Sea Turtle on Beach in Hawaii

Turtles, Twain, and a Composer

Sea Turtle on Beach in Hawaii

In the blur of jet lag from New York to Hawaii, I met some of my new neighbors. These sea turtles come to the Punalu’u to lay their eggs. This black sand beach is just down the road from Waiohinu and Na’alehu, my home for the next month as Artist in Residence for the National Parks Arts Foundation (NPAF). Gravity weighed heavily on the turtles and me with the exhaustion of our respective long journeys. We all felt out of our element since the turtles were separated from the buoyancy of the ocean and I left behind the familiar snows of Northern, New York. Thankfully, the Hawaiian sun provided an antidote for our collective fatigue and displacement by wrapping its welcoming arms around us.

No artistic journey can begin without the basics-food and new friends. Along the only road that runs along the coast, a half-mile stretch of Na’alehu boasts a bakery, a restaurant, a couple churches, a gas station/grocery store, a post office, an elementary school, a hardware store with farmer’s market on Wednesdays and Saturdays, and a library that doubles as the movie theater and seats 8-10 in between the book shelves. Within a couple of conversations, my-master-networker of a wife had already figured out all the happenings in town and made new friends. From the Filipina grandmother who sells jicama, avocados and fried bananas at the public market and the Russian carpenter who showed us the best swimming spots, to the yoga instructor who knows everybody and our NPAF hosts, we are in good hands in our first week.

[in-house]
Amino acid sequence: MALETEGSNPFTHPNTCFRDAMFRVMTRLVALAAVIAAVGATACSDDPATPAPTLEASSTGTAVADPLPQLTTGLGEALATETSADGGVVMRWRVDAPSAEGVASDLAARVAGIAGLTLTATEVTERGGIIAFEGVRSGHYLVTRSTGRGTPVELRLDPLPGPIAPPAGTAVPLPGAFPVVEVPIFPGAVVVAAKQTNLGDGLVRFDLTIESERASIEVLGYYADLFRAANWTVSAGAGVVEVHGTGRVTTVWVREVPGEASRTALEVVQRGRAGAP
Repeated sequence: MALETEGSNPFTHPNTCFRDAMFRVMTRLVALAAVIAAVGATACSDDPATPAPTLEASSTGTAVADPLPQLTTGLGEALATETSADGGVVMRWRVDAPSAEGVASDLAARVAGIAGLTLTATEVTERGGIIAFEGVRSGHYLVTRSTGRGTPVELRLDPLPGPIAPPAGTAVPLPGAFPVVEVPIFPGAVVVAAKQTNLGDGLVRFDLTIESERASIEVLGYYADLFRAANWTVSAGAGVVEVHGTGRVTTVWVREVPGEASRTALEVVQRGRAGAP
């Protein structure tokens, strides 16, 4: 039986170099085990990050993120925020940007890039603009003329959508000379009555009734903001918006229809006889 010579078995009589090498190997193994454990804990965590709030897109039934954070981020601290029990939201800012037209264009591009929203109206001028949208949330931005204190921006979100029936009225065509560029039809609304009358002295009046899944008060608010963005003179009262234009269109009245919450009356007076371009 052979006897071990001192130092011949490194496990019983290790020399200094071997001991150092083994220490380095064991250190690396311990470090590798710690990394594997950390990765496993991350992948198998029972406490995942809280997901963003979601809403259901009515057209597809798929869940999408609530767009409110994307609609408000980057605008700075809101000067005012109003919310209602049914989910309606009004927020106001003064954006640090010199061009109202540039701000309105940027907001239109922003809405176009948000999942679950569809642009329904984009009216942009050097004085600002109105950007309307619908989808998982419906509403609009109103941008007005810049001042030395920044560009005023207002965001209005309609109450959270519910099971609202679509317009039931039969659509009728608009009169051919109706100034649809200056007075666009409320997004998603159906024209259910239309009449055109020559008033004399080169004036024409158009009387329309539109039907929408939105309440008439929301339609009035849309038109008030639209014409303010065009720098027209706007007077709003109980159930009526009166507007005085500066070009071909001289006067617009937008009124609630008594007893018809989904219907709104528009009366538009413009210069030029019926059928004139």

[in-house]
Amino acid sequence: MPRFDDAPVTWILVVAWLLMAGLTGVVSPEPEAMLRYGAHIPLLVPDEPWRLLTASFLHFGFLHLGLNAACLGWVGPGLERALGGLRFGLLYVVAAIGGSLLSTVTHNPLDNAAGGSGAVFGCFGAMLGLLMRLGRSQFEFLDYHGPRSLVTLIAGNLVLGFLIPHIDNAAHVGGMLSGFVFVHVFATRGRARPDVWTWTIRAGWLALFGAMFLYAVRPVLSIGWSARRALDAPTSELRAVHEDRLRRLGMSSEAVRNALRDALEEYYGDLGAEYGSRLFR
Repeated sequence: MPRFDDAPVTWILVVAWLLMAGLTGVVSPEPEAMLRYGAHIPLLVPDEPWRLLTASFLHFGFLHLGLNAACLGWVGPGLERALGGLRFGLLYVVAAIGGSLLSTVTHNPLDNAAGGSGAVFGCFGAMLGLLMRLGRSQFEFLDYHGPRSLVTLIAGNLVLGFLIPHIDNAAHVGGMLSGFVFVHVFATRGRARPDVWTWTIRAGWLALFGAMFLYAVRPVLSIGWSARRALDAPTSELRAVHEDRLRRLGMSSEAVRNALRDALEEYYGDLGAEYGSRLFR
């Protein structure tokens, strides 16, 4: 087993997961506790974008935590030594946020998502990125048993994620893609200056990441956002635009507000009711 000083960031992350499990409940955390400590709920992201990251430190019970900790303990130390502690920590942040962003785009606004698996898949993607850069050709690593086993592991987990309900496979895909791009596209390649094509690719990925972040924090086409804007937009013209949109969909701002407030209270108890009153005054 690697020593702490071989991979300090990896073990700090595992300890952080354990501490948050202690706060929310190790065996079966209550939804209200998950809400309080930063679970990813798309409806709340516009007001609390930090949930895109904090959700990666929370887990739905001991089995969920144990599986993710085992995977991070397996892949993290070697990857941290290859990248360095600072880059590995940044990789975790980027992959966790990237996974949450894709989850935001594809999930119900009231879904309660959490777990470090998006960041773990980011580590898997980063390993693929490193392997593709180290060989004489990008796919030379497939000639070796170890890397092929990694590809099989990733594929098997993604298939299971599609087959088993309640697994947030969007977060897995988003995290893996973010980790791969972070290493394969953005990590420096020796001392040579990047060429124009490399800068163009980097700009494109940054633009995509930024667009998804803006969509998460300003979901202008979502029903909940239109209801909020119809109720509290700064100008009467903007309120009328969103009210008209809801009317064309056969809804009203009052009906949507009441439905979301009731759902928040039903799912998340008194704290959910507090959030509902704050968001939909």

I am not the first artist with Upstate New York roots to be here. Mark Twain spent April to November of 1866 in Hawaii, including a significant visit to Waiohinu and the Kilauea Volcano. His early career letters, published in the Sacramento Daily Union, gave Hawaii the quintessential Twain treatment. He waxed poetic on local customs, exotic fruits, horses and mules, skinny-dipping with locals, the vagaries of weather and Hawaiian government, volcanos, and the massive sugar industry that drove the economic engine of Hawaii’s eventual annexation (1898) and statehood (1959). Around the corner from our house, the “Mark Twain Monkey Pod Tree” is recognized on a street sign along our only road. After writing some music and making some friends, I plan on leaving a smaller footprint in Waiohinu than Twain.

The sea turtles came here to dig into the black sand in hopes that new life will return to the ocean. I came here to listen deeply to the lava-crusted landscape in hopes of finding the musical voice of the volcanos. I am excited to hike the volcanos later this week with some local experts. I also look forward to meeting musicians and other local tradition bearers to learn more about this beautiful place.